The flow of supplies into Haiti by air and sea picked up Friday, and more shops reopened for business, but another sharp aftershock jangled nerves, giving an extra push to those considering leaving the shattered capital city.
A man and an elderly woman were rescued a staggering 10 days after homes collapsed on them. An Israeli team pulled a 21-year-old man from what once was a three-story home, according to an Israel Defense Forces statement. And an 84-year-old woman was said by relatives to have been pulled from the wreckage of her house, according to doctors administering to her at the General Hospital, where she was in critical condition.
Friday’s magnitude 4.4 aftershock was one of many that have shaken Port-au-Prince since the devastating magnitude 7.0 quake Jan. 12. There were no immediate reports of injuries or damage.
Despite the aftershock, there was a semblance of normal life in places. Some money-exchange houses, phone stores and barbershops were open. Women peddled toiletries, produce and soft drinks.
Banks are scheduled to open today, and the availability of cash is expected to encourage more stores to reopen.
People jostled in thick lines at a few money transfer businesses. At a Unitransfer branch on Delmas Street, some customers said they had waited four hours to get in.
Johnny Francois, wearing a New York sports jersey, dreadlocks and a heavy metal chain around his neck, said cousins in Orlando had wired him cash. He didn’t know how much, but knew he needed it.
“I have a daughter and I have to feed her,” said Francois, a musician. “The merchants have really been taking advantage and raising prices.”
A plate of food at a street stall has doubled in cost, as has bus fare. The price for the small plastic bags of water ubiquitous in Port-au-Prince have quintupled in some areas.
A little after noon, five U.S. Army vehicles pulled up next to the Champs des Mars, a park near the presidential palace where thousands have been camping since the earthquake.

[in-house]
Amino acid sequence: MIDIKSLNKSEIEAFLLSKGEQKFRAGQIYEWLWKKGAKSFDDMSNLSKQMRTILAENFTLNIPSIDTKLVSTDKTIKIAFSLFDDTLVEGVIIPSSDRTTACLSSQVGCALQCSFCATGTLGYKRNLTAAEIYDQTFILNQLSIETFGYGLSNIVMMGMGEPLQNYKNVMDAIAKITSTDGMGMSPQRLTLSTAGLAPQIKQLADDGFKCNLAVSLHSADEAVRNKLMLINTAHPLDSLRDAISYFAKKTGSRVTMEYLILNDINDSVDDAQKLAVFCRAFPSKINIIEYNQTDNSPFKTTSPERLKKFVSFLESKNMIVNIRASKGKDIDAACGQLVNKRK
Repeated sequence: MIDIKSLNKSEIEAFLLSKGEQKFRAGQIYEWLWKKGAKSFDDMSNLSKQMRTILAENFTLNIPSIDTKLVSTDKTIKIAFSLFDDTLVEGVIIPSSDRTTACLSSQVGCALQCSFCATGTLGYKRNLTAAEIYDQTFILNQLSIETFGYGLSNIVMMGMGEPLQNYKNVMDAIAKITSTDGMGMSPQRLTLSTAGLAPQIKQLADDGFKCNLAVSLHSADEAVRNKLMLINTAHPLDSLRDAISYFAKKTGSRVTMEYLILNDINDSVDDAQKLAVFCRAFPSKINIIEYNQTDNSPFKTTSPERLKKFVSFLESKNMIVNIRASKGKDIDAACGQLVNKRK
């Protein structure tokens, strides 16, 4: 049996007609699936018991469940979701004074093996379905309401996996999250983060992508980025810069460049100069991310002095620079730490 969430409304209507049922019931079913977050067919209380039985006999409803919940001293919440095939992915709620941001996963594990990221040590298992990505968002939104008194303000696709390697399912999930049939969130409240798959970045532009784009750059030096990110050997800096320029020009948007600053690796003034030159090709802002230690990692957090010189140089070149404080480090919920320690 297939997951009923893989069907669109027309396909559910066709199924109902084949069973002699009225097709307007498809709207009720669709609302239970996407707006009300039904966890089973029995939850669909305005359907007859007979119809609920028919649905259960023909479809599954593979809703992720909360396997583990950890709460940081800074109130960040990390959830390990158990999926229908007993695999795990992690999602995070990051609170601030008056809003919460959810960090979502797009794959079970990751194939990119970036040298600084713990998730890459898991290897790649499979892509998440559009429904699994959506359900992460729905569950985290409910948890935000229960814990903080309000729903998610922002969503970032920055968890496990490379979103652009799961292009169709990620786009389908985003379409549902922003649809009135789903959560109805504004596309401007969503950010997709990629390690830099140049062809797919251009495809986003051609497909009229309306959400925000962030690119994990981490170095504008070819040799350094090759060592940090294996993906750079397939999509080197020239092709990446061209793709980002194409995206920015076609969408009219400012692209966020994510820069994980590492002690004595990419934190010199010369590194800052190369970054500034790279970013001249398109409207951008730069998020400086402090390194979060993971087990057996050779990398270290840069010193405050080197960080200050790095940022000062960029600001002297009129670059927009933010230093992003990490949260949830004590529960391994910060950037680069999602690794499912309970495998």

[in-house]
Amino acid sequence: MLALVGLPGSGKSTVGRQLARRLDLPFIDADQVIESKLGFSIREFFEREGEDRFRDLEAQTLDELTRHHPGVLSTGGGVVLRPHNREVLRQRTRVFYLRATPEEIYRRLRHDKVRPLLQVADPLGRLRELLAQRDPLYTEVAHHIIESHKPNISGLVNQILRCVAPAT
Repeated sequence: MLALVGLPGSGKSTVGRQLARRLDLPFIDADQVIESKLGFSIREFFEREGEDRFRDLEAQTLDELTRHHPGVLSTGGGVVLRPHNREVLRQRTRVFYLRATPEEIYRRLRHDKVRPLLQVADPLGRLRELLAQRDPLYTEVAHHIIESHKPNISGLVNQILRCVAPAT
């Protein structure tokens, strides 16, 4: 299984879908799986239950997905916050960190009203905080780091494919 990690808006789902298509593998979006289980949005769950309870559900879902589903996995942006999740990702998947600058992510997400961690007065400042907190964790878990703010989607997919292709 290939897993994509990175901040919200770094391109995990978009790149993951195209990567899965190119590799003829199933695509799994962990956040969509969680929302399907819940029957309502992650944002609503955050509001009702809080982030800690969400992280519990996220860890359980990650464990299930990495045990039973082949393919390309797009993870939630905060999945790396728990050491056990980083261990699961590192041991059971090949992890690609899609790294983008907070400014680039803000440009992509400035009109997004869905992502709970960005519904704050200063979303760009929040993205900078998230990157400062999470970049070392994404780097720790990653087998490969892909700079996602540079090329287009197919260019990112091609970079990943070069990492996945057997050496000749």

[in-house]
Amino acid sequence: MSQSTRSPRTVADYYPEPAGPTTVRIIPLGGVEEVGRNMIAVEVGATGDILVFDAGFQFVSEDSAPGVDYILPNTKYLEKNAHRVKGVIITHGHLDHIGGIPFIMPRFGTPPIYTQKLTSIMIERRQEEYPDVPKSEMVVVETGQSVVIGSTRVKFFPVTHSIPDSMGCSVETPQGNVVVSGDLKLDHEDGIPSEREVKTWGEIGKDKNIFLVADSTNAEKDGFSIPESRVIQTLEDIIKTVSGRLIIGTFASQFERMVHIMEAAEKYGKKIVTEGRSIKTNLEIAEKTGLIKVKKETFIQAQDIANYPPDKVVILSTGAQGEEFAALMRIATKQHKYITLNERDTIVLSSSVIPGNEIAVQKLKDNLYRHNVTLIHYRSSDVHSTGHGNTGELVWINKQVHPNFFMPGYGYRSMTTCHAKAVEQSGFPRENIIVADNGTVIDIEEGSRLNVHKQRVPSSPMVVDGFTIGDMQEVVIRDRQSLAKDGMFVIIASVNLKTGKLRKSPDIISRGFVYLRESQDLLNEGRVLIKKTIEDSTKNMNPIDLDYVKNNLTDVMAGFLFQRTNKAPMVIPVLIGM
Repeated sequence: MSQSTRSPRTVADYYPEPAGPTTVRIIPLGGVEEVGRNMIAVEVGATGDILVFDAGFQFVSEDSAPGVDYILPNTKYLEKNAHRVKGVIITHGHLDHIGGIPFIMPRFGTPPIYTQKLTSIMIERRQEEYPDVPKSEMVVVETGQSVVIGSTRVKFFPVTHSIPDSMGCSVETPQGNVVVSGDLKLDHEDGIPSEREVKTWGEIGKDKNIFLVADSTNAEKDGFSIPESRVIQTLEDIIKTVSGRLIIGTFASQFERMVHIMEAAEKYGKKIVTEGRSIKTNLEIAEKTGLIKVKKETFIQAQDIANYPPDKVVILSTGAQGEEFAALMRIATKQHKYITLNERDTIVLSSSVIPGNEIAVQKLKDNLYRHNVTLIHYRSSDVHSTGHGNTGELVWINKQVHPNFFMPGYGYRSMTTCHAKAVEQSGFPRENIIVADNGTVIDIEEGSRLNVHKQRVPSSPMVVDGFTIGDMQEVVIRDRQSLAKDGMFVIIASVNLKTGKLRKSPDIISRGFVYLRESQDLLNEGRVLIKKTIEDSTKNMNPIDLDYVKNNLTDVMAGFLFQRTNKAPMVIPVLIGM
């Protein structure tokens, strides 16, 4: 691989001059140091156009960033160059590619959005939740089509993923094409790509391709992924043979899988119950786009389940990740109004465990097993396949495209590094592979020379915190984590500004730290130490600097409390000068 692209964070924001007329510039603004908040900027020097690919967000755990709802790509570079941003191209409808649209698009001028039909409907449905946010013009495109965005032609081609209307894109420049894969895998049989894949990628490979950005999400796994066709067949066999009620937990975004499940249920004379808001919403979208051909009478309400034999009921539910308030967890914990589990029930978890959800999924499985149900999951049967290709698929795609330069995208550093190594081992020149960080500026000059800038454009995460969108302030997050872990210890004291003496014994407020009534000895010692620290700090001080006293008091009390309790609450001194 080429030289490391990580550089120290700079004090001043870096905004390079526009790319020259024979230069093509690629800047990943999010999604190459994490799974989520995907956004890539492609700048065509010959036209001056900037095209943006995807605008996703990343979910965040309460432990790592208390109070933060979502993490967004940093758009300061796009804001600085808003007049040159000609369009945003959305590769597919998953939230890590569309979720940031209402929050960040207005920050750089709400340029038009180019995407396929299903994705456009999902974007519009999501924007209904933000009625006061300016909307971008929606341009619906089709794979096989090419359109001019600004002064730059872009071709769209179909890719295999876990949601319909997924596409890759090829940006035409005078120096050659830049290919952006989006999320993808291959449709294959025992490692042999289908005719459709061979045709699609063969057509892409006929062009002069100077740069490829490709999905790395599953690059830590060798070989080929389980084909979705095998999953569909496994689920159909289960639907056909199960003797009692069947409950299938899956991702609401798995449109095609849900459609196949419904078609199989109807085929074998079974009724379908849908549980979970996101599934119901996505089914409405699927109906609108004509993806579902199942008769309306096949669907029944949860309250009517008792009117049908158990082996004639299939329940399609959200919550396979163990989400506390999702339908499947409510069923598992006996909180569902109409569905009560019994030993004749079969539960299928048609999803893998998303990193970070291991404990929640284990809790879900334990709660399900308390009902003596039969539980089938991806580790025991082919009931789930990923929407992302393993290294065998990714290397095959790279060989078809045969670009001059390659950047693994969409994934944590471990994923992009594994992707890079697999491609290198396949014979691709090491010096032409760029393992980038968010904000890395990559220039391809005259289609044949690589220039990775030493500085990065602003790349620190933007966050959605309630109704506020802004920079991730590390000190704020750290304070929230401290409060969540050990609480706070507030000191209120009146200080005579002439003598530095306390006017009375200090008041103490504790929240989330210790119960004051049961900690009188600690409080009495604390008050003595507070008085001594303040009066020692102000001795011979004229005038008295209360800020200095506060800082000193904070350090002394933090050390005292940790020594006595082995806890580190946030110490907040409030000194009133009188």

Hundreds of Haitians formed an orderly line, standing in the heat, hands on the waist of the person ahead of them. Army troops handed each of them rations wrapped in brown plastic and two small bottles of water.
People in the tent camp have been helping each other, said Jean Michel Musset, 38. “We live like a community, and if someone is making food, they often share with us,” he said.
Evan Preval, 22, regarded the wrapped packet. “I don’t know what I’ll find inside,” he said. “But I know it’s food, and I’ve got eight people to feed.”
U.S. military officials and relief agencies said increasing volumes of food, water and medical supplies are moving through the aid pipeline. The United Nations World Food Program said it had delivered nearly 1.5 million rations, mostly high-energy biscuits.
Officials said the aid flow is getting a boost from the use of additional airfields in Haiti and the neighboring Dominican Republic and from the partial opening of the seaport.
The capital’s airport, now controlled by the U.S. Air Force, had a backlog of 1,400 flights as of Thursday. Some relief groups have criticized the U.S. military, saying it has diverted their flights carrying urgently needed supplies and delayed shipments.
The most persistent critic has been Doctors Without Borders, which said five of its flights were blocked from landing in Port-au-Prince, forcing the group to send medical gear instead to the Dominican Republic and then move it overland to Haiti.
On Friday, the Port-au-Prince airport was a hive of activity.
Huge gray C-17 cargo planes from the United States and Canada came and went. Cargo and aid workers streamed in from China, France, Brazil and Russia. Beside the runway sat pallets of food and medicine to be loaded into helicopters.
The Air Force put the finishing touches on a temporary control tower. Amid streams of aid workers and troops, some Haitian civilians boarded charter flights out of the country.
Among those leaving was a group of Haitian employees of the Inter-American Development Bank, including a young woman who would give her only first name, Francoise. She was going to the Dominican Republic with her 15-month-old daughter.
Her house was damaged, but survived. But she was leaving, even though she and her husband have good jobs and own rental property. Each aftershock terrifies her, she said, and she worries about her daughter breathing the stench of decomposing bodies. On Thursday, a mugger tried to shoot her husband.
“I just can’t take it anymore,” Francoise said. Her husband is staying, she said, and she’ll return someday. But she can’t see much hope right now.
“What they need to do is really break everything and rebuild it, she said. “Evacuate the city, because it’s beginning to stink.” Then she carried her daughter to the makeshift passport-control desk and out onto the tarmac.
Times staff writer Ken Ellingwood in Mexico City contributed to this report and the Associated Press was used in compiling it.